The Serbian Orthodox have a custom of a Family Saint, a guardian, who is feasted every year with an heroic act of Hospitality, the Krsna Slava. I’m not Serbian, of course, and American converts don’t have such customs, but my family, the Richardsons, are not Orthodox. Neither are we related to St Richard of Wessex: but it seems good to have such a feast and to invoke the prayers of the saints for my family, living and departed, so, being the oldest male in this part of the clan, I think I’ll claim one for us.
St Richard, King of Wessex and Confessor, is celebrated on 7 February, the date of his falling asleep in the Lord in AD 722.
More than any other race, the Anglo Saxons are distinguished for the royal patronage bestowed upon the Christian Church, and for the way in which kings and their families have worked in the spreading of the gospel in their own lands and overseas. St. Richard and his family are outstanding examples. He was one of the kings or princes of Wessex, related to the royal house of Kent, and married to Winna, herself a descendant of Cerdic and aunt to Boniface of Crediton.
Richard was brought up as a Christian and his faith was real and firm. When his eldest son Willibald was three years old, the child fell grievously ill, and there seemed to be no hope for his recovery. His father wrapped him in a blanket and, mounting his horse, rode out into the night to a wayside crucifix at a crossroads near to the village where they lived… Richard placed the child at the foot of the cross and knelt in prayer, pleading for his son’s life. Willibald did recover, and two years later he was entrusted to Egbald, the abbot of Warham, near Winchester, to be trained.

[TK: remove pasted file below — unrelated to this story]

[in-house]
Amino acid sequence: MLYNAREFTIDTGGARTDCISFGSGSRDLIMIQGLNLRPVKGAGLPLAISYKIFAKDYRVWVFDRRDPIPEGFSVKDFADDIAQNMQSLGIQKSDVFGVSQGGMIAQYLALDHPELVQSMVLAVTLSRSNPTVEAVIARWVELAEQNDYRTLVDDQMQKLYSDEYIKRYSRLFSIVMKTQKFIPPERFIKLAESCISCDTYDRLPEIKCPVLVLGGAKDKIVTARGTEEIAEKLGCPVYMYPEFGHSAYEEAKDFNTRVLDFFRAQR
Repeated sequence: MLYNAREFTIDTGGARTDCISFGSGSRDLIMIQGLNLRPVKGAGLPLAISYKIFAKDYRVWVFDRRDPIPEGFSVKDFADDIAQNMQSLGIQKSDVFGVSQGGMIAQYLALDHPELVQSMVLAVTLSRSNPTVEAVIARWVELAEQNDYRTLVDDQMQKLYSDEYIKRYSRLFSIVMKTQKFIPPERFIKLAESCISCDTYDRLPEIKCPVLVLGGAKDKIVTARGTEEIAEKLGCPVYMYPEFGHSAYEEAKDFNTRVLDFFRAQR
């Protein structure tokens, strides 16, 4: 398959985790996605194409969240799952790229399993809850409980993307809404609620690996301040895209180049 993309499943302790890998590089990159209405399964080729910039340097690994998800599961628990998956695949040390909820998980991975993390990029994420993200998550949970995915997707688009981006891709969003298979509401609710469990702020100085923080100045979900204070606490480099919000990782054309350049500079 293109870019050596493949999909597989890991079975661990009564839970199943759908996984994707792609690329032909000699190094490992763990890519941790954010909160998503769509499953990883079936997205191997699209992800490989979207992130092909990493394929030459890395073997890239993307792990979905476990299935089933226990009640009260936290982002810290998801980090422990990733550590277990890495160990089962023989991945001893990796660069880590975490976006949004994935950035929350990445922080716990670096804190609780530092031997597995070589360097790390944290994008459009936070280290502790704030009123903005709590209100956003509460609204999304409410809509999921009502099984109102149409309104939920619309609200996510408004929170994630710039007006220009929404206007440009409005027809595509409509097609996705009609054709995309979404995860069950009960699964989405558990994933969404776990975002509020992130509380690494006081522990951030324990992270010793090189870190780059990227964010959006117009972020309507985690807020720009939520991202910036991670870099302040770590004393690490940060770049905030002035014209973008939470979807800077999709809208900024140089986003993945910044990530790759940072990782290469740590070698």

When Willibald reached manhood, he returned to his family with a desire to spread the faith abroad, and persuaded his father and brother to accompany him on a pilgrimage to Rome and the Holy Land.
When Richard had renounced his royal estate, he set sail with his two sons from Hamblehaven near Southampton. They made a leisurely progress through France, spending time at various Christian centres including Rouen, and it seems that at some time during their journey Richard took monastic vows.
Shrine of St Richard in Lucca
They reached Italy and came to Lucca, where the Cathedral had been built by an Irish monk called Frigidian, but known by the local inhabitants as Frediano. Richard, who was growing old and had become infirm during his travels, now succumbed to the heat and died.
When I began researching various saints named Richard who were Orthodox, I’d no idea I’d find one whose feast was so soon (literally the same week I sat down to do it) so here we are: our first Krsna Slava with no party save SF Beer Week Opening Gala (tonight) for which I have long had tickets, so we had Pizza & wings last night. But next year this will be a party. And maybe house-blessing weekend. I’m looking forward to adapting the custom: I think my American Slava Bread would have to be Soda Bread. We do put a cross on it, after all.
This year I couldn’t book a Panikhida on such short notice, so on the 15th there will be one at 5:30 PM for all the departed in my family (biological and pneumological) at the Cathedral: and I will host a bit of Refreshment after the Vigil that evening. Locals are, of course, invited! Of your charity I ask your prayers for:
Kenneth, Bessie Mae, Walter, Edward, Katherine, James, Gregory, Raymond, Matthew, Mills, Bernard, Timothy, William, Linda, Paul, Brian, Michelle, Edward, Elsa, Raymond, Grace, Sheila-Mary
Indeed, not all of them are Orthodox: only one. But God can handle that.